Now, can I maintain this target weight until next race season? I guess it’ll fluctuate along the way but I’m pretty confident that this is where my body has naturally settled. I’d like to improve on my body composition – fat/muscle – so from here that’s what I’ll be concentrating on. Really the number I’m most interested in is my power:weight ratio. I want t do everything possible during this training and development phase so I can have another successful and enjoyable race season next year. I also want to have the strength and endurance to compete over a longer duration next year.

With each week I notice changes to my body – new muscles developing, particularly around my hips and thighs, better tone, flatter tummy. Refining my diet will have a lot to thank for this. I eat very little processed food, and sweet treats are all home-made with more wholesome ingredients where possible. Experimenting has been fun. I certainly need calories, but I try not to eat ’empty calories’ these days. I do love cake though(!) so I’ve been trying to find ways to make delicious and wholesome cakes to satisfy my sweet tooth. And they make a great energy fix straight after exercise.

Here is a recipe I’ve worked on for orange and almond cake.

It’s been adapted from a standard victoria sponge mix and it is beautifully light yet kicking with orange flavour. It doesn’t really need a filling or topping. It’s so easy to make.

This recipe uses less butter and sugar than a normal vicky sponge mix but you’d never know.  The ground almonds and olive oil make it beautifully moist and it’s surprisingly light and fresh. The almonds and orange bring some nutritional value to this cake that feels like a real treat to eat. If you want to enhance this I guess you could increase the almond quantity, but in doing so reduce the butter and the flour. It’ll make a heavier cake that may need a longer bake. Caster sugar could be totally replaced with the GI friendly agave nectar, or even honey.
I hope you give it a go…
Jen’s orange and almond cake
2 oz real butter
1 tbsp olive oil
2 oz agave nectar
1 oz caster sugar
finely grated zest from 1 large orange
1 oz (generous) ground almonds
3 1/2 oz self raising flour
1/2 tsp baking powder
2 large free range eggs
Flaked almonds to scatter

  1. Pre-heat oven to 170degC.
  2. Put everything but the flaked almonds in large bowl and whisk with an electric hand whisk until smooth and the colour of the batter lightens (~2-3mins).
  3. Scrape batter into a round cake tin (~ 8 inch). I always line mine with re-useable silicone baking paper.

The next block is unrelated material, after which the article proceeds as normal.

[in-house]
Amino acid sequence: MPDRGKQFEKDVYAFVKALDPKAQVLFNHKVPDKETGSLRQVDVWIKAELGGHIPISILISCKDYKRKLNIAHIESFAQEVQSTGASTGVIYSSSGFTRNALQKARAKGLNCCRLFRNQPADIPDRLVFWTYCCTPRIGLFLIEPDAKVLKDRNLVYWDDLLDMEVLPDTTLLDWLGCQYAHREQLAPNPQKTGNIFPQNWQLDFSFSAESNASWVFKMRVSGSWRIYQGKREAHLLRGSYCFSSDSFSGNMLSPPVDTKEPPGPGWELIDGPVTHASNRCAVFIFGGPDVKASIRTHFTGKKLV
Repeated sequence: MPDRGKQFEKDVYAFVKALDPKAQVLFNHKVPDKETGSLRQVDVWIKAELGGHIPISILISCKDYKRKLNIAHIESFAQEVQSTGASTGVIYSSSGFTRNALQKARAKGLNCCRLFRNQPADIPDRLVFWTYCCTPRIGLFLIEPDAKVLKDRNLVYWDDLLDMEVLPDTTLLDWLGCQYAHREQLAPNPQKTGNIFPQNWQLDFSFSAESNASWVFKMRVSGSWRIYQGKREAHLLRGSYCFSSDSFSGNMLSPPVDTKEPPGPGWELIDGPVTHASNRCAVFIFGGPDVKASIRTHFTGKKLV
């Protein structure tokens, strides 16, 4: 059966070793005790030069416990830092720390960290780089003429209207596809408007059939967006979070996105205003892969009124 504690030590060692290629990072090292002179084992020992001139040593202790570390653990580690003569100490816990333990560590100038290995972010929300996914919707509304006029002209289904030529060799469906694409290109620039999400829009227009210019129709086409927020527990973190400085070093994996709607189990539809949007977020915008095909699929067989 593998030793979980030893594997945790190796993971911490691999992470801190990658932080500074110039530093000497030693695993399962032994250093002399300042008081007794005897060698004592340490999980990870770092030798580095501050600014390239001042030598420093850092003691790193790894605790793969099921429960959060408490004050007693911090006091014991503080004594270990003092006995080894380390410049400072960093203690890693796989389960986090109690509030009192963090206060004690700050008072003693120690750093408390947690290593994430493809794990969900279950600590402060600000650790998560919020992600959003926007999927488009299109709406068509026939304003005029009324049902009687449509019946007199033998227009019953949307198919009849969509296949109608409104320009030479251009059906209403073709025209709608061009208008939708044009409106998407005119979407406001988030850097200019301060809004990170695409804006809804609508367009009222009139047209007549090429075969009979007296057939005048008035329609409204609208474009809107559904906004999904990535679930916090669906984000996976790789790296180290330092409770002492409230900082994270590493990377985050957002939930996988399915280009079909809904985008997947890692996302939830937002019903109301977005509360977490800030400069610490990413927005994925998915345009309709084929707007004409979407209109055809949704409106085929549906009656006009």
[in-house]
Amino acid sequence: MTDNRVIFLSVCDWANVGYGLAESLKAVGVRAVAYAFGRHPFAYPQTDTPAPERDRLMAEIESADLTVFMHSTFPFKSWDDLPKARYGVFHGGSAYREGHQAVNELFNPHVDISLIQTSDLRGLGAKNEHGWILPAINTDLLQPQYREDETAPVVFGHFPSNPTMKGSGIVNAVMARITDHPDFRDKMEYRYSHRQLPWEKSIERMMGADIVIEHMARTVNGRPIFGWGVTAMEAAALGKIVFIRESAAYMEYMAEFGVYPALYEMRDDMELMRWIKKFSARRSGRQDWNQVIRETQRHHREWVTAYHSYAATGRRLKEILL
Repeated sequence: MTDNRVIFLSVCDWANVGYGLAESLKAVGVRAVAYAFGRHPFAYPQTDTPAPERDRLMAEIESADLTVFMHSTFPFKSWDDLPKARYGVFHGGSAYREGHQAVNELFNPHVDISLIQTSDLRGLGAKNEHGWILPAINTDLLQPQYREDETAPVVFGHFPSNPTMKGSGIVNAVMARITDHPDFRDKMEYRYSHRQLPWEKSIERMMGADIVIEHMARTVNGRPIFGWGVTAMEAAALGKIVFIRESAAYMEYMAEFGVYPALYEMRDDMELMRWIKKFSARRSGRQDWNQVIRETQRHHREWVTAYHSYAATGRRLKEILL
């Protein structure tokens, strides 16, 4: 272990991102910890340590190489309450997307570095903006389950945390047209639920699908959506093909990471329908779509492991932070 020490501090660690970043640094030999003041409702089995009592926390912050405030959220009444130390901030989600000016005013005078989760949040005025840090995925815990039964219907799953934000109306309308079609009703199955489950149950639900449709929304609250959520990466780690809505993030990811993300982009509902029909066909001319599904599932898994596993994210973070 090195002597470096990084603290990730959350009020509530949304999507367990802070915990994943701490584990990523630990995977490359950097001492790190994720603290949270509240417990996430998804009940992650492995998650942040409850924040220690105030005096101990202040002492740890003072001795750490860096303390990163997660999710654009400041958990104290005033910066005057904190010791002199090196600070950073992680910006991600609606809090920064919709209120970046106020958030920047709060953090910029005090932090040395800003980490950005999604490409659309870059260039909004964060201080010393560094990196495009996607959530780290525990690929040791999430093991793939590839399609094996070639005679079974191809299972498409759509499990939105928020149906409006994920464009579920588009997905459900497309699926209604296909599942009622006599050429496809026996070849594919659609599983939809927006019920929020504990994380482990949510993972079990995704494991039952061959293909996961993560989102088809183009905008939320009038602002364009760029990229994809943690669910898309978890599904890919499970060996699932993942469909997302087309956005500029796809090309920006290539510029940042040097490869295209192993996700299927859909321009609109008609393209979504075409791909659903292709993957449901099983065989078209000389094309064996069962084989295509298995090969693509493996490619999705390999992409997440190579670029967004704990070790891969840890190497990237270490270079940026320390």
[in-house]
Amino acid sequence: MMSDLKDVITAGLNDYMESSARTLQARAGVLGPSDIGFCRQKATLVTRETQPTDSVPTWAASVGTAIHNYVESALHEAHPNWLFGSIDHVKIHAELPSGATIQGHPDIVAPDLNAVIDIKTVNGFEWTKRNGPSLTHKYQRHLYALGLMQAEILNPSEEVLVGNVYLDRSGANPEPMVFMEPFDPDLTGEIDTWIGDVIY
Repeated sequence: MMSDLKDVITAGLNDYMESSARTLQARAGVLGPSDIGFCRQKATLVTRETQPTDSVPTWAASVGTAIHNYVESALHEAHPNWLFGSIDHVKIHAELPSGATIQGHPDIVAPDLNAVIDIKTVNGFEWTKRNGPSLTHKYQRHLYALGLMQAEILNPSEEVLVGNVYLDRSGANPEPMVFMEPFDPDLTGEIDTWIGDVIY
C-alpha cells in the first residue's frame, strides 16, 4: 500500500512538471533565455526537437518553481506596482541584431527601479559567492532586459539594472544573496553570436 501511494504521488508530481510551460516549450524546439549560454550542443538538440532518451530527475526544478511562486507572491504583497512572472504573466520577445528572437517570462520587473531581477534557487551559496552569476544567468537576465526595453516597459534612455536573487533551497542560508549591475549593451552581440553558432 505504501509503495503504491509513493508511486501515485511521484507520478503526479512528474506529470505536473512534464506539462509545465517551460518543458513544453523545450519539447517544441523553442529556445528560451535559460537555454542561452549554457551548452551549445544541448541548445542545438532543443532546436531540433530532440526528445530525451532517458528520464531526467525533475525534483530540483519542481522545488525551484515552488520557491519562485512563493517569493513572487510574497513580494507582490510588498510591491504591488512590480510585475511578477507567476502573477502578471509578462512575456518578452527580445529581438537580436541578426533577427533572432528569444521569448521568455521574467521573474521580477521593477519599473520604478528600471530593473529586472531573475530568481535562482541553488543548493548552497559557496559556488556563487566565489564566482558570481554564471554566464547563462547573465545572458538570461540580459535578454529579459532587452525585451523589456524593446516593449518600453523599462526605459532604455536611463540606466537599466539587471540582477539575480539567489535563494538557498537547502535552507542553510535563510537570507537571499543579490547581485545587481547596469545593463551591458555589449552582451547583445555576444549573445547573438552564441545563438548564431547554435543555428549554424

4. Level the mix and then scatter the flaked almonds over the top.
  5. Bake in centre if oven for 15-20 mins. The smell will direct you as you should be able to detect when it smells sweet and delicious, which is a great time to check your cake.  When cakes start to over bake the smell turns bitter, which I guess is the sugar burning.

Definitely check your cake before 15 mins – if it looks cooked touch surface to see if it bounces back. 
Once cooked take out of oven and leave in tin for a few mins before turning out.
You could serve this warm with cream or yoghurt for a pudding, but I leave it to cool completely and finish with a dusting of icing sugar. Any excuse to use my sugar duster (best thing ever).

I’ve also been getting really into my casseroles and curries (from scratch) recently and can’t get over how delicious the results have been, for very little work and expense. I’ll share one of these winter warmers with you soon. The only trouble is that they do need a few hours to cook – which is fine for me being at home with Meg – but for most people it’ll have to be cooked the night before. They actually taste even better done this way, so it’s worth giving it a go if you can get organised.
 Posted by at 2:56 pm
Nov 192013

I can’t hide from it any more. I travel to work in the post daybreak murk of a big city that would rather see me dead than safe on its roads. I bypass the main streets and opt for the lesser road paths and trails that take me the 4km to work. Not enough, nowhere near it.

I pass the short section of cobbles that rattles the bitter coffee into my veins.

I pass the muddy off-camber turn behind the big tree with inappropriate tyres.

I drag my brakes around the fast corner aware that the lady with the Dalmatian won’t be far.

I nod at the lady with the Dalmatian, we both know this beautiful animal doesn’t worry about the daylight.

I ride the muddy path by the old bowling green.

I pop out to the road. 4.5 mins down.

Two mins at the traffic light. Before the death run.

Two schools. Several shops. Early morning drivers not looking for a cyclist.

Another set of lights before the stench of lasts nights curry house effluence assails my nose.

Left. Right. Pavement. Bang on the door.

10 mins home to work.

Just. Not. Enough.

Nov 142013